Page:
Three decades after Kimberle Crenshaw popularized the term “intersectionality,” it has become mainstream.
The term is mainstream because it is the truth and because elements of society who are against the idea that we should recognize the deep-seated issues of historically marginalized groups have seized on it as a rallying cry. For these reasons, intersectionality is everywhere: in the home, one the streets, at work… really, anywhere there is discussion and society.
In this post, I draw on my research on intersectionality since 2008 to explore why intersectionality is everywhere. In sum, it is everywhere because it has fundamental truths that some anti-gender and anti-sociology elements in society want to exploit.
The Many Definitions of Intersectionality
Hancock notes that there are many definitions of intersectionality. I note that they vary considerably by author:
Hancock (2007:64): “In political science, intersectionality is seen as both a normative theoretical argument and an approach to conducting empirical research that emphasizes the interaction of categories of difference (including but not limited to race, gender, class, and sexual orientation).”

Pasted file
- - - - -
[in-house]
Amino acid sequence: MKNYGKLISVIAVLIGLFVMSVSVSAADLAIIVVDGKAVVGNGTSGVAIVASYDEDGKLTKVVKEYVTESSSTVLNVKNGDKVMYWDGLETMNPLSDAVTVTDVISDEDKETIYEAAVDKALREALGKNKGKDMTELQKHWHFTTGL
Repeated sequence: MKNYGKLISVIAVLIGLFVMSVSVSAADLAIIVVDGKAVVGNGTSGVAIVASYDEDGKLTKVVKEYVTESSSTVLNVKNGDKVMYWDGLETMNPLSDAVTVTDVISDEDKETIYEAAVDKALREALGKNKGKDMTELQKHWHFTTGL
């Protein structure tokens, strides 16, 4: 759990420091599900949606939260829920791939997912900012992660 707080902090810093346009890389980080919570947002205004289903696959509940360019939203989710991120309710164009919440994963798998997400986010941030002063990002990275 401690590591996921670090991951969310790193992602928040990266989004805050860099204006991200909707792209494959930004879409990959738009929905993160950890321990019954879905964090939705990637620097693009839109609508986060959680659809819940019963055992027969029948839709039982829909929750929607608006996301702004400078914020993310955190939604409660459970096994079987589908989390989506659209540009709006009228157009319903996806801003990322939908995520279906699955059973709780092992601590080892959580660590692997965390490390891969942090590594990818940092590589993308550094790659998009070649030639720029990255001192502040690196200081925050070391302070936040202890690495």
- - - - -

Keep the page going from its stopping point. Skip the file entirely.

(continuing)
Bilge (2013: 410): “These questions are of particular relevance in the case of intersectionality, as it is a theory and praxis, an analytical and political tool elaborated by less powerful social actors facing multiple minoritizations, in order to confront and combat the interlocking systems of power shaping their lives, through theoretical and empirical knowledge production, as well as activism, advocacy, and pedagogy (Thornton Dill and Zambrana, 2009).” [emphasis mine]
Hankivsky et al (2014: 2): “…there are a number of central tenets that capture the unique nature of this paradigm. These are: human lives cannot be reduced to single characteristics; human experiences cannot be accurately understood by prioritizing any one single factor or constellation of factors; social categories/locations, such as ‘race’/ethnicity, gender, class, sexuality and ability, are socially constructed, and dynamic social locations are inseparable and shaped by interacting and mutually constituting social processes and structures, which, in turn, are shaped by power and influenced by both time and place; and the promotion of social justice and equity are paramount.” [emphasis mine]